“The tubes for the prints come from a company outside Selby; Make Your Mark Rubber Stamps, in Goodramgate, have done the labels; the tissue for wrapping is from an independent business at Clifton Moor; Gillygate Framing is doing the framing for the print on display in the Minster shop.”

York Minster has acquired the entire 150 Peregrine print run for sale in the York Minster Shop and online at shop.yorkminster.org from Saturday, priced at £95.

“If you want to have it framed like the one in the shop, Gillygate Framers is only four minutes from the Minster,” says Gerard.

One of the 150-edition screen prints of Gerard Hobson’s York Minster Peregrine on completion at Penfold Press

A second framed Hobson Peregrine screen print went on display in the new York Minster Refectory to coincide with King Charles III and the Queen Consort’s official opening of the restaurant during Thursday’s visit for the Royal Maundy Service at York Minster.

The brasserie-style restaurant, in the converted Grade II-listed 19th-century Minster School, is taking bookings at yorkminsterrefectory.co.uk from April 20 when it formally opens to the public.

The restaurant will be run day to day by Joshua Brimmell, executive head chef of The Star Inn The City, in Museum Street, York, while he and Andrew Pern, the Michelin-starred restaurateur behind the Star Inn at Harome and The Star Inn The City, are overseeing the development of the menus and hospitality functions.

Later this month, Gerard Hobson will be opening his printmaking home studio at 51, Water Lane, Clifton, for York Open Studios on April 15, 16, 22 and 23, from 10am to 5pm each day.

Full details of more than 150 artists and makers taking part in the two weekends at 100 locations can be found at www.yorkopenstudios.co.uk. Work will range from ceramics, collage, digital, illustration, jewellery and mixed media to painting, print, photography, sculpture, textiles and wood.

Did you know?

IN keeping with many other birds of prey, the female Peregrine, charged with brooding duties, is significantly larger than the male, the fast-moving food collector. Just as Mallards are ducks and drakes, the female Peregrine is the falcon; the male, the tiercel or tercel.

REVIEW: Mikron Theatre Company in Atalanta Forever **** and A Dog’s Tale ***

Come on, Atalanta Forever: Elizabeth Robin, left, Thomas Cotran, Rachel Benson and James McLean, on commentary duty, in Amanda Whittington’s women’s football drama, at the Piece Hall, Halifax. Picture: Elizabeth Baker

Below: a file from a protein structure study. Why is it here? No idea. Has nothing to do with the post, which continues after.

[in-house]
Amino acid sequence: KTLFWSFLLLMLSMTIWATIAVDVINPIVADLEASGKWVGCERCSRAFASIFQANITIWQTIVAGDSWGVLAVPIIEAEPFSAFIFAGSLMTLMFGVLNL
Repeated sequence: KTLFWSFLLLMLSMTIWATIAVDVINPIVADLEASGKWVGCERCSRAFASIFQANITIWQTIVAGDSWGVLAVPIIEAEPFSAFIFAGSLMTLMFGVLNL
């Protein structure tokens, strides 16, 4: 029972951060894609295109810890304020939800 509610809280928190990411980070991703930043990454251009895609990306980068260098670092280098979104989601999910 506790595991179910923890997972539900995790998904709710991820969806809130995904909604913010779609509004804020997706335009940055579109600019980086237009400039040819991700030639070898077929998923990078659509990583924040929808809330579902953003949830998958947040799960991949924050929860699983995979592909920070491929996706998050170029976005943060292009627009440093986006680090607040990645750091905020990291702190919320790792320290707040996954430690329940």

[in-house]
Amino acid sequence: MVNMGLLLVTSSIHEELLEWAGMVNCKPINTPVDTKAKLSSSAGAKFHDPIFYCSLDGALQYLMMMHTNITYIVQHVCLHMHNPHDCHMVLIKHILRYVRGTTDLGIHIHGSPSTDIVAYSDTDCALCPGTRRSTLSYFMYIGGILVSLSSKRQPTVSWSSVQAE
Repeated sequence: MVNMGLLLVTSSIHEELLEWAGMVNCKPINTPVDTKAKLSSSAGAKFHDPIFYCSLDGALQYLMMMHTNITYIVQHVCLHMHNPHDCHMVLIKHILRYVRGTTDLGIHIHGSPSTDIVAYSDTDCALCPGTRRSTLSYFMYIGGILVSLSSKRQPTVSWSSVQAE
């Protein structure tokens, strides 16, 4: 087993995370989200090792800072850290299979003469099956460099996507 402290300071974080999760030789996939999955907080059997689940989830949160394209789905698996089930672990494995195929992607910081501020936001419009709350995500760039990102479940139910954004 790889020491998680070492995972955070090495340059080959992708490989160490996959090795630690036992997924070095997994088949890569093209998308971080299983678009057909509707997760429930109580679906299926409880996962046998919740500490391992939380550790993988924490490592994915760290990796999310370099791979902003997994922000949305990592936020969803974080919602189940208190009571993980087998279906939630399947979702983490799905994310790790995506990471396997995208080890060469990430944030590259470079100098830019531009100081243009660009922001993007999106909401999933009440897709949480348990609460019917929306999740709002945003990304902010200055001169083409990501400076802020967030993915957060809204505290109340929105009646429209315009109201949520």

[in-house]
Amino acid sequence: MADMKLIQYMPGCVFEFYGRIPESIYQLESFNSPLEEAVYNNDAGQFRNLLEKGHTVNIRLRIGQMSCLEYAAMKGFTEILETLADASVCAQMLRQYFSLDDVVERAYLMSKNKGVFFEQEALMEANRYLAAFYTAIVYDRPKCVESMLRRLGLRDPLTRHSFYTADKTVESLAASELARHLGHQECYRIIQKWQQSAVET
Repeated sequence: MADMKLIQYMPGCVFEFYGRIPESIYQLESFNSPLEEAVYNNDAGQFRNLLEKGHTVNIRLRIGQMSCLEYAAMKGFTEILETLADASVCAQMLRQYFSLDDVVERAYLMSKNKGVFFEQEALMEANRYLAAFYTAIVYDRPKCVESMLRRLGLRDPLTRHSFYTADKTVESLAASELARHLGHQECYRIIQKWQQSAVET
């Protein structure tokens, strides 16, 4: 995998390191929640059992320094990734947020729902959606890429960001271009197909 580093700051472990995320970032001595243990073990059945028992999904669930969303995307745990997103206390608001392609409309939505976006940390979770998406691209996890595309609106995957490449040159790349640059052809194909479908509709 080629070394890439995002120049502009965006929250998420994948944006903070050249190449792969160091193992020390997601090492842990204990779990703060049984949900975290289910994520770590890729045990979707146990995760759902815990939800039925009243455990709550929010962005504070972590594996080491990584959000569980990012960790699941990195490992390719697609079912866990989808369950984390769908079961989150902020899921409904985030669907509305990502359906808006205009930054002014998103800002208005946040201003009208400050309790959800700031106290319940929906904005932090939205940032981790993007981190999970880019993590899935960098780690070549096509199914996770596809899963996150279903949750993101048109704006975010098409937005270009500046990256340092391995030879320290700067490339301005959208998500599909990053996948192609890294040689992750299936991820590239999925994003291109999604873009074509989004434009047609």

Mikron Theatre Company in Atalanta Forever and A Dog’s Tale, on tour on boat, road and holding on to a lead until September 19

AFTER a Covid-cancelled year of no shows but resolute fund-raising to secure their future, Marsden’s Mikron Theatre Company are on their travels once more, giving plays the canal route treatment where possible aboard narrowboat Tyseley.

This should have been their 50th year of “theatre anywhere for everyone”, but those celebrations must wait until 2022. Nevertheless, the refreshing sight of company stalwart James McLean back on stage, in the company of fellow actor-musicians Rachel Benson, Elizabeth Cotran and luxuriant-haired Thomas Cotran, was cause enough to bring out the cheers at the Piece Hall press night for Amanda Whittington’s “fight for women’s football” drama, Atalanta Forever, in the Halifax open air.

Two nights later, and the same cast parked up at Scarcroft Allotments, in York, just as bushy tailed and bright eyed for the musical canine comedy caper A Dog’s Tale, Poppy Hollman’s debut professional commission after taking part in Mikron’s Writers’ Scheme in 2018.

Halifax, first. Noises off could be heard, nothing too distracting, not only from the bars around the Piece Hall but the peregrines that have taken over the Square Chapel gothic tower as their aerie. Then again, the players of Huddersfield’s Atalanta AFC women’s football team would have been used to crowds at fund-raising games for wounded soldiers, especially when playing the mighty Preston factory team Dick, Kerr’s Ladies FC, legendary gay star winger Lily Parr et al.

Thomas Cotran, left, Rachel Benson, Elizabeth Robin and James McLean in a scene from Atalanta Forever. PIcture: Elizabeth Baker

Parr was the first woman to be inducted into the National Football Museum Hall of Fame, her pioneering story being told on stage in both Benjamin Peel’s Not A Game For Girls and Sabrina Mahfouz and Hollie McNish’s Offside, a play football, feminism and female empowerment.

Little is known of Atalanta AFC, however, who played for only a couple of seasons from 1920 before folding in 1924. “All that remains is a fixture list, a few newspaper reports and precious team photos,” writes Whittington in her programme notes.

“Who are those pioneering women and girls,” she asks. “The silence around them gave us space to imagine who played for Atalanta and why? It also allowed me to draw on my experience in the long shadow of the FA ban [on woman’s football that ran from 1921 to 1971].”

Aged 11, Whittington was the only girl who played in a 1980s’ Nottinghamshire boys’ village tournament and was promptly advised to stop because it “wasn’t appropriate”. She still feels the injustice, the sense of shame of wanting to do something she was “not meant to”.

Playwright Amanda Whittington: “Atalanta Forever is my revenge play,” she says, after being told it “wasn’t appropriate” for her to be playing in a boys’ football tournament at the age of 11